The masking procedure by Paradise and Nakayama was used to investigate brightness filling-in within textures made of line elements: a texture stimulus was masked by a second stimulus containing a square contour. When a uniform texture was presented, the texture region inside the masking square appeared darkened and a small number of texture elements were perceived with a degenerated shape, appearing as dim dots or shorter line elements; it is as if the line element expanded from a bright point to fill the entire region defined by its contour. If the texture stimulus was a texture patch segregating from the surrounding texture by an orientation gradient and this patch was inside the square mask, darkening was not as strong as in the previous condition, and masked line elements preserved their elongated shape. Brightness spreading was measured in two experiments using dichoptic presentations. Experiment 1 used an adjustment task and showed that the brightness of texture line elements spread from equiluminant borders between segregating textures. Experiment 2 used a matching task and demonstrated that spreading was blocked by segregation borders dependent on the orientation gradient between texture line elements. The selectivity for line orientation began 40-80 msec after texture onset and maximal spreading occurred at ~ 120 msec. These findings may indicate that two processes subserve filling-in within textures: the first spreads isotropically the mean stimulus luminance at an initial processing stage of image analysis; at a later stage, the second spreads a texture flow (both brightness and shape of line elements) directed along the orientation of texture line elements. The texture flow mechanism fills in with a texture surface the region bounded by segregation contours.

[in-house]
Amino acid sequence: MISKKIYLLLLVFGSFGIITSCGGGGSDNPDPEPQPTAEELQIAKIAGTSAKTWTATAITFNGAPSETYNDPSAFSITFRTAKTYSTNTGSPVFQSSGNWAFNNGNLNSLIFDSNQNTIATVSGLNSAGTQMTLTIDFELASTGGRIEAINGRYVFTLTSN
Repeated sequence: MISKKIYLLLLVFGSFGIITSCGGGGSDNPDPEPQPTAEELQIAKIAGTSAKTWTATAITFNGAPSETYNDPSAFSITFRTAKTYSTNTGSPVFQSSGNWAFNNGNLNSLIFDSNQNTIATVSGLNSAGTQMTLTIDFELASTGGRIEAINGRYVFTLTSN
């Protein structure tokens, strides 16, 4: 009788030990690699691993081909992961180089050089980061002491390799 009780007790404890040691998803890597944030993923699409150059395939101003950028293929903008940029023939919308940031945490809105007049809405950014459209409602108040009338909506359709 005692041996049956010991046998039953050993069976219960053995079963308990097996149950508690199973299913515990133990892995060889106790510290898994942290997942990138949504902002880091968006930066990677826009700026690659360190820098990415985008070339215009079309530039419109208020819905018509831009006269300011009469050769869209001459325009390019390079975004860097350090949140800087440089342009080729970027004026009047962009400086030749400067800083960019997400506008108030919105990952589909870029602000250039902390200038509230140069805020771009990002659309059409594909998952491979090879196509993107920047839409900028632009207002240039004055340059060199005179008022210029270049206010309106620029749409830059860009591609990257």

Texture brightness filling-in

CAPUTO, GIOVANNI BATTISTA
1998-01-01

Abstract

The masking procedure by Paradise and Nakayama was used to investigate brightness filling-in within textures made of line elements: a texture stimulus was masked by a second stimulus containing a square contour. When a uniform texture was presented, the texture region inside the masking square appeared darkened and a small number of texture elements were perceived with a degenerated shape, appearing as dim dots or shorter line elements; it is as if the line element expanded from a bright point to fill the entire region defined by its contour. If the texture stimulus was a texture patch segregating from the surrounding texture by an orientation gradient and this patch was inside the square mask, darkening was not as strong as in the previous condition, and masked line elements preserved their elongated shape. Brightness spreading was measured in two experiments using dichoptic presentations. Experiment 1 used an adjustment task and showed that the brightness of texture line elements spread from equiluminant borders between segregating textures. Experiment 2 used a matching task and demonstrated that spreading was blocked by segregation borders dependent on the orientation gradient between texture line elements. The selectivity for line orientation began 40-80 msec after texture onset and maximal spreading occurred at ~ 120 msec. These findings may indicate that two processes subserve filling-in within textures: the first spreads isotropically the mean stimulus luminance at an initial processing stage of image analysis; at a later stage, the second spreads a texture flow (both brightness and shape of line elements) directed along the orientation of texture line elements. The texture flow mechanism fills in with a texture surface the region bounded by segregation contours.
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Utilizza questo identificativo per citare o creare un link a questo documento: https://hdl.handle.net/11576/1880665
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